So next we find our slightly depressed superhero working back at CHIN, but making sure to keep his head up. Little did he know that a late night phone call would change everything. While working at CHIN, the goddaughter of Frank Alverez, president of CIVR 88.9, called and while speaking with Albar found out about his idea and was impressed. She promised to get it to the godfather, and that set the molasses covered wheels of the Canadian music scene in motion… once again (“It was like good karma finally caught up to me”, Albar said.) About one year later he received the phone call he had been waiting for. Alverez was on the other end of the phone and he told Albar, on August 3rd 2000, to be ready to go on air September 1st.
Nation: This means now that officially I would be the first; I would have 35 hours of commercially formatted hip-hop music. (Not commercial music Doc, he means real radio).
HipHopCanada: What was the deal with CHIN?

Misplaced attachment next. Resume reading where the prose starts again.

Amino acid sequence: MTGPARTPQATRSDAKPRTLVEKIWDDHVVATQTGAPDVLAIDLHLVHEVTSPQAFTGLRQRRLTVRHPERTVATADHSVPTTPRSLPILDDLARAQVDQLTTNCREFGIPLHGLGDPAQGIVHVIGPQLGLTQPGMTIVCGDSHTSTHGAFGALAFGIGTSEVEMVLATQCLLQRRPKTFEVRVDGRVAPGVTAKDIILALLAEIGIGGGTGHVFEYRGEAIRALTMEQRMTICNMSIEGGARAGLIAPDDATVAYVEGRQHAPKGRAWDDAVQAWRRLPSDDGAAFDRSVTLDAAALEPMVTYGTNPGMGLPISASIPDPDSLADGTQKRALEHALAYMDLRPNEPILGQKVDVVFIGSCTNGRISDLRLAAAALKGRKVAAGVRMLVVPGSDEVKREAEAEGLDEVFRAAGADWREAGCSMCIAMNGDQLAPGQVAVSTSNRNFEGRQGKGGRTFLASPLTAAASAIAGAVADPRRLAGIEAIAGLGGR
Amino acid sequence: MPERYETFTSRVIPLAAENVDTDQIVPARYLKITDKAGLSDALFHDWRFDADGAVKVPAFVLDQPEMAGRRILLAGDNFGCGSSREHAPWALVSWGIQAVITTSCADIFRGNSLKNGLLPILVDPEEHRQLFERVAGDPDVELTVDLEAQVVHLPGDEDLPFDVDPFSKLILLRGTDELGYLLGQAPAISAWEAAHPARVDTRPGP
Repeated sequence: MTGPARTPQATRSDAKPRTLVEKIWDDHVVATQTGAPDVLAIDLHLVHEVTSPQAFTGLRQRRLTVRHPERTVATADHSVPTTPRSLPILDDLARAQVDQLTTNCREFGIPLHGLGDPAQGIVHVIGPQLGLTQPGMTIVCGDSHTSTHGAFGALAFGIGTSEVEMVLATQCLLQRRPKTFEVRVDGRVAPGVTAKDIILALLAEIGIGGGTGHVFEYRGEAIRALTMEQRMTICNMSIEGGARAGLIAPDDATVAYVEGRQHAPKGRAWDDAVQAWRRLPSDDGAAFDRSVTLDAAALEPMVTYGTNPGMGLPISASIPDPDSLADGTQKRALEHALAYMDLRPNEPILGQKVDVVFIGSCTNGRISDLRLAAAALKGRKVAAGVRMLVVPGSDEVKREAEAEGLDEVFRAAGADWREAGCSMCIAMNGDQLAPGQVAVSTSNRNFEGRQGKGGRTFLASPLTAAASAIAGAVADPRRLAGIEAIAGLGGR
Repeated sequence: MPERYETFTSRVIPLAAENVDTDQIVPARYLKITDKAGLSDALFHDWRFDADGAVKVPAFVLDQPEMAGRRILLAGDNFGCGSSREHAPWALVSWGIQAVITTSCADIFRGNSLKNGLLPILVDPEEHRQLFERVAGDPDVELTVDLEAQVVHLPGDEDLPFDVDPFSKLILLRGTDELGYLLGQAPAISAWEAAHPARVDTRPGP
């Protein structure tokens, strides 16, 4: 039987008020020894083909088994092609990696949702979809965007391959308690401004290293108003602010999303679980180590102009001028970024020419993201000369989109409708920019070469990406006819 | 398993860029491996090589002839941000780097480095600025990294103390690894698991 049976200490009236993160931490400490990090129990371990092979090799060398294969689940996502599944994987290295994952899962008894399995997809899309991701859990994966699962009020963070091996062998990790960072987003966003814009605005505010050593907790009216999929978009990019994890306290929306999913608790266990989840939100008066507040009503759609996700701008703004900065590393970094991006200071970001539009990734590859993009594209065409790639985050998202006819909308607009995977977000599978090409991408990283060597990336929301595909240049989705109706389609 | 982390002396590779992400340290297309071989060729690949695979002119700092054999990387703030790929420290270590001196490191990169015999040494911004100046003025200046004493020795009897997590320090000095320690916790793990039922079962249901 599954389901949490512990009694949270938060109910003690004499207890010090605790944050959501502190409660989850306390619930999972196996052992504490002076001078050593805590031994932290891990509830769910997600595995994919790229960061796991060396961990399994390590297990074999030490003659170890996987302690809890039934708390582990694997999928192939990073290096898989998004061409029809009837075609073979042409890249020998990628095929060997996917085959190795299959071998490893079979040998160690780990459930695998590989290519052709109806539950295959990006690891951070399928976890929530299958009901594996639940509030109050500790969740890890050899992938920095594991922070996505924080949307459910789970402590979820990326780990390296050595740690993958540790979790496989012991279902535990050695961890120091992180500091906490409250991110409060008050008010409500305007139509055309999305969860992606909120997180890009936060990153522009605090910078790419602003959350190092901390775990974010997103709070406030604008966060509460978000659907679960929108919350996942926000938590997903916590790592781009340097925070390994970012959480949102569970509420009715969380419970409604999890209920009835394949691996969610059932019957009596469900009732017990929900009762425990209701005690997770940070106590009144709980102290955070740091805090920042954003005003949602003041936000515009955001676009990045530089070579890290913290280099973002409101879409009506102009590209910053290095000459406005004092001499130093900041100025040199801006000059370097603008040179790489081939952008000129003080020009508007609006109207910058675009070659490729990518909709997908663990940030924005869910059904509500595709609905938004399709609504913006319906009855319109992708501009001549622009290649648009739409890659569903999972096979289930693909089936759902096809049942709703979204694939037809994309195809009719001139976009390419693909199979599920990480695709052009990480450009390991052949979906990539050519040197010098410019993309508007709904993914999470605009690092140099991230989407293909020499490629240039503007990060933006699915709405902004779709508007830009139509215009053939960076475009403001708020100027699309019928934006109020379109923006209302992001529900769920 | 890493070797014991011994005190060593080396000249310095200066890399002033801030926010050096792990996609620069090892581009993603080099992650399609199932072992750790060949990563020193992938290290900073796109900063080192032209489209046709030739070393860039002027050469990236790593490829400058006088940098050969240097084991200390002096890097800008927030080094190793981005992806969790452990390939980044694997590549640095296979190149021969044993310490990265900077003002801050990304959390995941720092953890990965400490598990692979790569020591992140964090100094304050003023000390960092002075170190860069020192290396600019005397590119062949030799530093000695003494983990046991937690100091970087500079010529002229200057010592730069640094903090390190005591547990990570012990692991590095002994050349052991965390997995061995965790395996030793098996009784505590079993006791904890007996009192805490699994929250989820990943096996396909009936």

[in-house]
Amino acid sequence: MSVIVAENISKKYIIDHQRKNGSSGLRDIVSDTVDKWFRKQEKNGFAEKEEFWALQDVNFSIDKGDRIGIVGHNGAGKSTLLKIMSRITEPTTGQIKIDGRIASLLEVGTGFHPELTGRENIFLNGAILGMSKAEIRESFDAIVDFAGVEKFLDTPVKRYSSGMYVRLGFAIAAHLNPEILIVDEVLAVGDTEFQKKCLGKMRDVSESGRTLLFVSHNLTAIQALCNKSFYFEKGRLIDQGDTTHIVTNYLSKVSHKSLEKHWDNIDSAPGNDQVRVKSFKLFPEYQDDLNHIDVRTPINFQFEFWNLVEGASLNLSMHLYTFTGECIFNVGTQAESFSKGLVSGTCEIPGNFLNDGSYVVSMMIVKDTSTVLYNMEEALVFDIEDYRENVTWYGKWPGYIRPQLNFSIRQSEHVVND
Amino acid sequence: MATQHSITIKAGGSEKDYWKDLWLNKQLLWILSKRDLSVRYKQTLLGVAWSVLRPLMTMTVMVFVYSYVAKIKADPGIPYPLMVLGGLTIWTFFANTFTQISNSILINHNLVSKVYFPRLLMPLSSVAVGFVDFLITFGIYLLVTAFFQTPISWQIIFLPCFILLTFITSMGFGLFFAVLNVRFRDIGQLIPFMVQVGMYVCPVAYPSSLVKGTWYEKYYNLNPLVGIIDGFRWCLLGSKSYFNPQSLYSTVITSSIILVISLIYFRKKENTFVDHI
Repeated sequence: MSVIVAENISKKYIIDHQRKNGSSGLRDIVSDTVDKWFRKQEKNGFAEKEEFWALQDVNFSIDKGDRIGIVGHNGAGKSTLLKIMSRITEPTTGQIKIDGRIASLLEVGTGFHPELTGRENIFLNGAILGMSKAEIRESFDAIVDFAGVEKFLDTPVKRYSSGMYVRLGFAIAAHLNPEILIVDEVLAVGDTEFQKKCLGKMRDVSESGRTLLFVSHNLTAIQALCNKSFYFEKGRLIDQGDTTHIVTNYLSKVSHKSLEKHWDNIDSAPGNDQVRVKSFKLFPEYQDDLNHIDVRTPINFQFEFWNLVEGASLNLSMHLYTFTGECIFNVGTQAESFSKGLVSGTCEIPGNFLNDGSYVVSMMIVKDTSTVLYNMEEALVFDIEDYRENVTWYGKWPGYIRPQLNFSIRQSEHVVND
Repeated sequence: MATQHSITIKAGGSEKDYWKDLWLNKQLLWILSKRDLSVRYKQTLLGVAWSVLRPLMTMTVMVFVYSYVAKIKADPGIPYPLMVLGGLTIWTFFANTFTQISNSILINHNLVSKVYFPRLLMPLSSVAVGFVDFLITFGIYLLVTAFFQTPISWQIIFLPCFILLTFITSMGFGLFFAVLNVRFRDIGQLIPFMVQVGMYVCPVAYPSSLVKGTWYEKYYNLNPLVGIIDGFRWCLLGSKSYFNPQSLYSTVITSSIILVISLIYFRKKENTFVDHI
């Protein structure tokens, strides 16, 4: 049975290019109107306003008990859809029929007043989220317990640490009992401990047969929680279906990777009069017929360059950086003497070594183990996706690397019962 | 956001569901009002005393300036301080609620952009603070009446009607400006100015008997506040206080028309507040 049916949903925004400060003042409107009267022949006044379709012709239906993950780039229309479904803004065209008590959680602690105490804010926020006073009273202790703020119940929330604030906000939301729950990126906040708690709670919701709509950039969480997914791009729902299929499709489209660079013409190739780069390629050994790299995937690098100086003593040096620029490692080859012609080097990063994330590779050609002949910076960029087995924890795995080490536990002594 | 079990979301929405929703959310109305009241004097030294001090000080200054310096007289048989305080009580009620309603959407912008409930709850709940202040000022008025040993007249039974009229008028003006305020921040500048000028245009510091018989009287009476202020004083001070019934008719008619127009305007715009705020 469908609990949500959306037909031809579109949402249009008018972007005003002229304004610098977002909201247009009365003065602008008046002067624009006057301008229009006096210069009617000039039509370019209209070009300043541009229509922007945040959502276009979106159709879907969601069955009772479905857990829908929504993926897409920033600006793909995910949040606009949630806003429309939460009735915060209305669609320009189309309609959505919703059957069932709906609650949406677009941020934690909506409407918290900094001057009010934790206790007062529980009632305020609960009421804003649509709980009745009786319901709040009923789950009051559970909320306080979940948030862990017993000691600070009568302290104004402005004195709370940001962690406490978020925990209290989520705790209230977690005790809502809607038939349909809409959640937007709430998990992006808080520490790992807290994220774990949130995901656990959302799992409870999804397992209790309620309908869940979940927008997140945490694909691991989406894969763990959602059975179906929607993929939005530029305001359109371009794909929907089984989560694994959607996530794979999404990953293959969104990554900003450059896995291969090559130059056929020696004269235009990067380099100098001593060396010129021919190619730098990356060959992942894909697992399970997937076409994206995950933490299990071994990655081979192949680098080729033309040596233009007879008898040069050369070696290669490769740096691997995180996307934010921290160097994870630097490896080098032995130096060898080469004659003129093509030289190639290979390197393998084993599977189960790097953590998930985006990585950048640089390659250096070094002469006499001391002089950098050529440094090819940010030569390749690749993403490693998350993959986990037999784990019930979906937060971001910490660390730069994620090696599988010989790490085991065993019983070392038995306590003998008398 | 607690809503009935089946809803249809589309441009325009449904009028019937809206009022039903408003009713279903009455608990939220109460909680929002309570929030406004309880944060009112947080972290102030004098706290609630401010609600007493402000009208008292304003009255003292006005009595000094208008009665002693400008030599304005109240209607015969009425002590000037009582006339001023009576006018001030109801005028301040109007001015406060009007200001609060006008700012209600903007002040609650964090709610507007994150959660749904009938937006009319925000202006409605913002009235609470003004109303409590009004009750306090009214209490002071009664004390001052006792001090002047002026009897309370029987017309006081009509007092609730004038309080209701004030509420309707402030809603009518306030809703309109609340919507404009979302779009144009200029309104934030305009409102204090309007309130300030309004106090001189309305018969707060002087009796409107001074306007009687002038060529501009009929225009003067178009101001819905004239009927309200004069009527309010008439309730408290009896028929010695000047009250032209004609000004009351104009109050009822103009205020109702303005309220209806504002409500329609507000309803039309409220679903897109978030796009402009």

Nation: We were on air 30 weeks (at CHIN). There were some complications with the administration, but I still appreciate that man Frank Alverez. I don’t care, whatever happened happened, were not there anymore… he was the first man to believe in us. From there I just stayed on the grind and began negotiations with CIUT in January 2002 and we were on air August 1 2002… and this home is perfect.
HipHopCanada: So who is still with you from the CHIN days?
Nation: World Famous Elite Squad, DJ Ritz, Classick Material (show), Levii from Redlight Radio… that’s where the family began.
HipHopCanada: How do you pick your shows? How do you pick your hosts?
Nation: Based on quality, seriousness, dedication.
HipHopCanada: Is that something you keep in line or is it in their work ethic?
Nation: All my guys are good guys, and that’s why you’ll know there’s people out there that USED to have a show on Project Bounce. So if that’s you, then you weren’t doing what you were expected to do.
HipHopCanada: Now, how much control do you give your shows?
Nation: Complete Freedom… in the sense they can play whatever they want as long as it falls within hip-hop and R&B.
HipHopCanada: When I asked why he doesn’t let his hosts speak about other stations on air, as a lot of college stations will do…
Nation: That’s just the rules of the business, you don’t hear CTV say CITY-TV.
HipHopCanada: No you don’t, but a lot of the community stations do that.